“I’m trying to make it my own and make it a different thing, but it’s very difficult when you’ve seen it and listened to it done so brilliantly … every day for years on end,” he says. “I used to watch Hayden like a hawk … It was like, ‘Right, that’s what I’m doing! Great!’
“I’m finding it really interesting to try to make new choices because a lot of them are baked into the way you sing it and the way that you choose to phrase things and the way that you move … I’m finding it a very interesting process trying to … make choices that are not just carbon copies of the greats.”
Asked about his approach to the role, Tee says it was important to him to ensure he didn’t approach Javert as being the villain of Les Mis.
“I wanted to find a way in so the audience understood that he’s doing bad things for a good reason, that he’s not privy to all of the things that Valjean does to redeem himself, that he doesn’t see any of that,” he explains. “He’s just doing what he believes is right.”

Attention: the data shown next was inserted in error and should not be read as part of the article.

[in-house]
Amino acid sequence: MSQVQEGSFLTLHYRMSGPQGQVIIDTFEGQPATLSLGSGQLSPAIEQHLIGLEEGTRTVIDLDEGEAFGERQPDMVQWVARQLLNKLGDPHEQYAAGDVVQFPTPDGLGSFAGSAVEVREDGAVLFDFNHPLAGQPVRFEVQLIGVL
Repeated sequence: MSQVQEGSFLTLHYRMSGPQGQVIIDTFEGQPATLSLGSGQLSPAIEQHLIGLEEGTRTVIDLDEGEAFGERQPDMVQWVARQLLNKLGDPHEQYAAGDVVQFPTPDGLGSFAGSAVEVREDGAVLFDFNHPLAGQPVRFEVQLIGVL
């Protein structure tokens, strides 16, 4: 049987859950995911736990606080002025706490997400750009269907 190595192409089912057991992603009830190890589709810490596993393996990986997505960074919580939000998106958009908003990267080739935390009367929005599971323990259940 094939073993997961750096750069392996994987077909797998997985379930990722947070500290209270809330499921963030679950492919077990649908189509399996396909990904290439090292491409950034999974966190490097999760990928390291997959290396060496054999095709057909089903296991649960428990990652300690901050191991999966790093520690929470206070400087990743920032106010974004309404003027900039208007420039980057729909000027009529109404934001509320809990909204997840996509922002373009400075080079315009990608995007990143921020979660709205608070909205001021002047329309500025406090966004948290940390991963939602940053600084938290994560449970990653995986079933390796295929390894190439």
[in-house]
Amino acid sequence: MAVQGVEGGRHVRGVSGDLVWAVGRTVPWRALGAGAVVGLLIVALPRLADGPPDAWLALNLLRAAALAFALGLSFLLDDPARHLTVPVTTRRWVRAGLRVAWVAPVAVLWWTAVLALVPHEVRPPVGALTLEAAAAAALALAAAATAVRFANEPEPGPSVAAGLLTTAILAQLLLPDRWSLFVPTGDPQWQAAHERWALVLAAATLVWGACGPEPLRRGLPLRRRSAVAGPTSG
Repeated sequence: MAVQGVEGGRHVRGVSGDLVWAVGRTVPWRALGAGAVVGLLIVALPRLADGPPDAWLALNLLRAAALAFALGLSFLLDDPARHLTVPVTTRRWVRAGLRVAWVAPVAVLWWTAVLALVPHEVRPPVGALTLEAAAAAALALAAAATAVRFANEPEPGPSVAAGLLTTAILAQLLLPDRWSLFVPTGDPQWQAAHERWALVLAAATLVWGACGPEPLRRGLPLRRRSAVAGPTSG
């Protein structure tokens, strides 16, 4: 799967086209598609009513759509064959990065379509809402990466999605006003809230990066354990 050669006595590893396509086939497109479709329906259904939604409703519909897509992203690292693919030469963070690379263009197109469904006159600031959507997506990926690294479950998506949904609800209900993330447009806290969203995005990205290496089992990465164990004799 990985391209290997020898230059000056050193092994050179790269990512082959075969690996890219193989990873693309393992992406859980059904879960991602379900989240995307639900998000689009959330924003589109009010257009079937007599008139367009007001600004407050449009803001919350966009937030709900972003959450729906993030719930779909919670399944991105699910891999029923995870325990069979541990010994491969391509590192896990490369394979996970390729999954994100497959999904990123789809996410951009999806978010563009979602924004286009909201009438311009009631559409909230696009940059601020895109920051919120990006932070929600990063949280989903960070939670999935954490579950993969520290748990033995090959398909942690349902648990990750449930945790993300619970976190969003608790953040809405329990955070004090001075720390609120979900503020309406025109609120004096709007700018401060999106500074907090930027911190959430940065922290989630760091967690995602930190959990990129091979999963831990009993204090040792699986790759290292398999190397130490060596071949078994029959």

McDougall agrees that Javert isn’t the bad guy in the show.
“He really isn’t. Thernadier’s the bad guy, if you want a bad guy,” he says.
“One of the things that we were talking about is when it gets personal in the story, when it changes from being a job [for Javert] to being personal. We’ve tried to make that moment as late as possible so, basically, up until almost just after the court scene, he’s still really just doing his job. That’s the interpretation we’ve chosen to go with. It doesn’t become a real personal vendetta until he gets humiliated in court. But, even then, it’s still justifiable as a job.”